Could that be a hangover from inflation? Perhaps. Inflation is generally thought to hit the poor harder, in part because the wealthy are more likely to have net worth in real estate (which can be an inflation pass-through if housing prices are rising with everything else) or the stock market (also something of an inflation hedge, although that story is more complicated). Whether the most recent bout of inflation during Biden’s term disproportionately affected the poor is less clear, however

But all of that assumes that economic voting is a thing when it may have become less of one. Certainly, class politics have become trickier to navigate for Democrats. They represent the cultural and intellectual elite, which isn’t entirely new; Hollywood and academia have long been left-coded. But they are also increasingly the party of the economic elite, if only because the coattails of educational polarization drag some high-income earners into the Democratic coalition.

Sometimes this makes for strange bedfellows. Obama’s rise was correlated with the rise of Silicon Valley and the often very wealthy tech elite. That relationship is becoming rocky; Silicon Valley elites — by which I mean VCs and founders, not rank-and-file tech workers — are sour with Democrats over what I call Social Justice Leftism but everyone else calls wokeness. I spoke with enough Silicon Valley types for my forthcoming book to believe those concerns are sincere — however, cultural issues can also be a convenient scapegoat because it’s in the economic interests of these Silicon Valley leaders to vote Republican for lower taxes and fewer regulations on business.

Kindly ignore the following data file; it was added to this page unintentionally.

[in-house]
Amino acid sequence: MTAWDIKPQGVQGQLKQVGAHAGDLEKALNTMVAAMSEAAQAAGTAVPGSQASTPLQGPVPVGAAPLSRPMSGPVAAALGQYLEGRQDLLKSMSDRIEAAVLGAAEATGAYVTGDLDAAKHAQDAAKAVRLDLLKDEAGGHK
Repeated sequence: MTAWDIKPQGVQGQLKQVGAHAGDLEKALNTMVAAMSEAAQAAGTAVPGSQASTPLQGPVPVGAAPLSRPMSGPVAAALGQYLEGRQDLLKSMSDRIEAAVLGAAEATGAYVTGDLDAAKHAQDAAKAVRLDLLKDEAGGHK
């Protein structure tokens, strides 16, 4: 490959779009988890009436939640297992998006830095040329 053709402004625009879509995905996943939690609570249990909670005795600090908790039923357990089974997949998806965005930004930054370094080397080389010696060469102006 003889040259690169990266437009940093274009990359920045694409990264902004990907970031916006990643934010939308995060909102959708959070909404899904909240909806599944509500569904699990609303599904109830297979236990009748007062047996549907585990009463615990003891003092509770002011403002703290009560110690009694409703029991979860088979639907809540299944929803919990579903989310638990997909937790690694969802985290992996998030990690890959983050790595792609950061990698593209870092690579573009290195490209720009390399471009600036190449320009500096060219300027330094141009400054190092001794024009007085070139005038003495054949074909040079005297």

You can tell something of the same story for finance. The finance guys I know are liberal-ish on social issues, but it doesn’t take that much to push them into complaints about high taxes, how the private schools they’re sending their kids to have become too left-wing, and so on. Now, finance and tech may not cost Democrats all that many votes, or at least not outside of California, Connecticut and New York. But they exert pressure on the party through their financial and cultural influence.

Meanwhile, some of the policies that Democrats advocate for benefit the managerial and professional class more than the working poor. Student loan debt cancellation by definition helped Democrats’ college-educated coalition, but it was actually somewhat economically regressive. The SALT tax deduction that suburban Democrats in high-tax states advocate for is highly regressive, meanwhile. Covid lockdowns are a more subtle example; work-from-home benefitted the laptop class more than essential workers or small-business owners.

Don’t get me wrong; if I were a poor person voting solely out of economic interest, I’d vote for Biden and be thankful for the strong labor market recovery. And I’d be carefully tracking Republican efforts to cut Medicare and Social Security.

But some of the other things I’d want, like a public option for healthcare, have been low priorities for the administration. And some things about Biden’s messaging would turn me off, like the emphasis on Trump, Trump, Trump. In Biden’s re-election kickoff speech in January, he mentioned “democracy” thirty-one times and Social Security zero times. Personally, I’m somewhat persuaded by the “democracy is on the ballot” stuff or at least some diluted version of it. But I’m not the sort of voter Biden needs to win over. It’s messaging targeted at the educated classes, not the working class.